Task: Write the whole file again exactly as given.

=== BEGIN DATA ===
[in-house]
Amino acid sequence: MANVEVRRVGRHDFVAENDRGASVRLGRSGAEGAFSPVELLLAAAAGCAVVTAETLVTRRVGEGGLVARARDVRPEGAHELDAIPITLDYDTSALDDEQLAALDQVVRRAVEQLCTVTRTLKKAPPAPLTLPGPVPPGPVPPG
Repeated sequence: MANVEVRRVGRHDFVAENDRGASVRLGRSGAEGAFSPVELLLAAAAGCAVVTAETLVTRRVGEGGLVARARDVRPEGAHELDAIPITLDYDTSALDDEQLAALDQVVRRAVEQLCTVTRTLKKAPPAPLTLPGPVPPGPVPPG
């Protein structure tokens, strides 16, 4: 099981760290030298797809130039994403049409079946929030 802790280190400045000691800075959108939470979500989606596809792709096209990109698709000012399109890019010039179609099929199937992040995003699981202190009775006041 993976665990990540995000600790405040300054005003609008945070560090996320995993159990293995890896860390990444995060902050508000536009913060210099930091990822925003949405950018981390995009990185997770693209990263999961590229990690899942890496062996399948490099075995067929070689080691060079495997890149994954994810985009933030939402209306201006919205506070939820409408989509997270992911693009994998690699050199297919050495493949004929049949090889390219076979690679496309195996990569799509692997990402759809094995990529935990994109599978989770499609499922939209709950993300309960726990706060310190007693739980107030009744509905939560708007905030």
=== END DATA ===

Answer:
[in-house]
Amino acid sequence: MANVEVRRVGRHDFVAENDRGASVRLGRSGAEGAFSPVELLLAAAAGCAVVTAETLVTRRVGEGGLVARARDVRPEGAHELDAIPITLDYDTSALDDEQLAALDQVVRRAVEQLCTVTRTLKKAPPAPLTLPGPVPPGPVPPG
Repeated sequence: MANVEVRRVGRHDFVAENDRGASVRLGRSGAEGAFSPVELLLAAAAGCAVVTAETLVTRRVGEGGLVARARDVRPEGAHELDAIPITLDYDTSALDDEQLAALDQVVRRAVEQLCTVTRTLKKAPPAPLTLPGPVPPGPVPPG
């Protein structure tokens, strides 16, 4: 099981760290030298797809130039994403049409079946929030 802790280190400045000691800075959108939470979500989606596809792709096209990109698709000012399109890019010039179609099929199937992040995003699981202190009775006041 993976665990990540995000600790405040300054005003609008945070560090996320995993159990293995890896860390990444995060902050508000536009913060210099930091990822925003949405950018981390995009990185997770693209990263999961590229990690899942890496062996399948490099075995067929070689080691060079495997890149994954994810985009933030939402209306201006919205506070939820409408989509997270992911693009994998690699050199297919050495493949004929049949090889390219076979690679496309195996990569799509692997990402759809094995990529935990994109599978989770499609499922939209709950993300309960726990706060310190007693739980107030009744509905939560708007905030």